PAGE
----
I worry so much for my children. They are so wonderful but I feel guilty about the world I brought them into. Will they live to curse me for it?
    In the meantime we ride the rollercoaster of the stockmarket in order to maximize the help we can give them – always mindful that all property is theft – and that what I can give them is stolen from others.

  10. [...] Says Astyk, “It is not necessary to offer optimism…We know it may already be too late…What people feel is a necessity, a sense of urgency and a shared crisis.” (via casaubonsbook). [...]

  11. EJon 25 Aug 2009 at 3:42 pm

    @ hengruh
    Why not write the nomad blog yourself? And don’t forget to post a link here.

  12. deweyon 25 Aug 2009 at 3:43 pm

    I thought Monbiot offered good points (except where he described humans as “a species of outstanding intelligence” – is he looking at the same people I’m looking at?).

    However, his constant refrain about “billions of deaths,” or better yet “hideous deaths,” embraces the survivalists’ vision in which any population decline means billions of carcasses suddenly piled up in the streets. That’s just false. As Russia has proven, a combination of lower birth rates and lower average age at death (due to ill health from poorer nutrition, self-care, and medical care, and to some extent to increased violence) can reduce a nation’s population by tens of millions within a generation without the need for any widespread slaughter, plague, or anything else that will overburden the undertakers.

    Doomers who generate an inflated body count by subtracting final population from starting population seem to count unconceived babies among the victims, but even for those who live before they die, there’s often no way of telling whether they were “victims” or not. The death rate in every country is still 100%. If someone living on a grain-based subsistence diet dies of diabetes at sixty, might he have lived to eighty if the food supply had been better, or was he destined to die at that age? You can’t be sure, so it would not be possible to divide those who die each year into “victims” and “nonvictims,” though people would certainly notice that the average health of their social group was worse than it used to be. If I suggested that some degree of “collapse” might be inevitable, the people whom that made me “prepared to write off” would include myself; I’d assume that on average, each of us would have fewer years of old age, and that that would be statistically likely to include me.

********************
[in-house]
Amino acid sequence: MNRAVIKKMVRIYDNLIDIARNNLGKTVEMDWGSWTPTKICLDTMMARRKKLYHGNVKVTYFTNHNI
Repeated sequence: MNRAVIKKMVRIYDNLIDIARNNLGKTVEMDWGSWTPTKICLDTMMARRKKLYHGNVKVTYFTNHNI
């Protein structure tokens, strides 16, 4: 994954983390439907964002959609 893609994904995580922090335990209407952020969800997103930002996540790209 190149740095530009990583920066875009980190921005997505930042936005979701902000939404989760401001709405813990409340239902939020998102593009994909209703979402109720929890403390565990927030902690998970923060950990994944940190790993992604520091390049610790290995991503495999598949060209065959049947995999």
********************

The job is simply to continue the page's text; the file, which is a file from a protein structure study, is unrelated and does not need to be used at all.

13. deweyon 25 Aug 2009 at 3:54 pm

    I should say that my former comment focuses on the relatively rich world (which included the Soviet Union). If you die at 75 instead of 90, this isn’t such a horrible tragedy; depending on circumstances, in America it might even be a blessing. That assessment can’t apply equally to places that already have a life expectancy of 45 or so. For those places, a reduced life expectancy probably means an increased number of dead 1- to 5-year-olds, which certainly does represent a tragedy.

  14. ceceliaon 25 Aug 2009 at 5:39 pm

    As a historian I must say – the Irish saved literacy – and a lot of books – they did not save civilization. They lacked access to the knowledge of engineering and architecture the Romans had. One could say – civilization is based on literacy – and it sure is great to have Aristotle – but the engineering and architectural stuff is an important component to civilization. If nothing else – sewers and water delivery systems add a lot to civilization. Never the less – we owe a great debt to those strange wandering Irish monks. The relevance of that to our situation today though is to remind us of how easy it is to lose really important aspects of our civilization. Books were pretty portable and could be carried away when the barbarians arrived. Buildings, aqueducts, grain mills, weren’t quite so portable. To understand the scope of the loss – consider that it took humans in Europe almost 800 years to regain the knowledge of how to draw a human body in motion and with perspective. Of course – those people who fought to save some element of civilization had a place to go – Ieland – on the very edge of the known world then. Now – Ireland is likely to be under water with sea level rises – we have no safe place to go.

    On to the larger issue – I almost can’t bear to even think about climate change as the situation seems so desperate and it is painful to consider the losses. I am not sure one should dignify what is going on in this country right now re: healthcare as a “debate” – but whatever you call it – it does not encourage one to think we can tackle climate change.

    I do think though that whether the disaster can be stopped or not – each of us still has a moral responsibility to do what is right. I may not be able to stop what is coming by my own actions – but I can behave in a way which is morally consistent with my beliefs.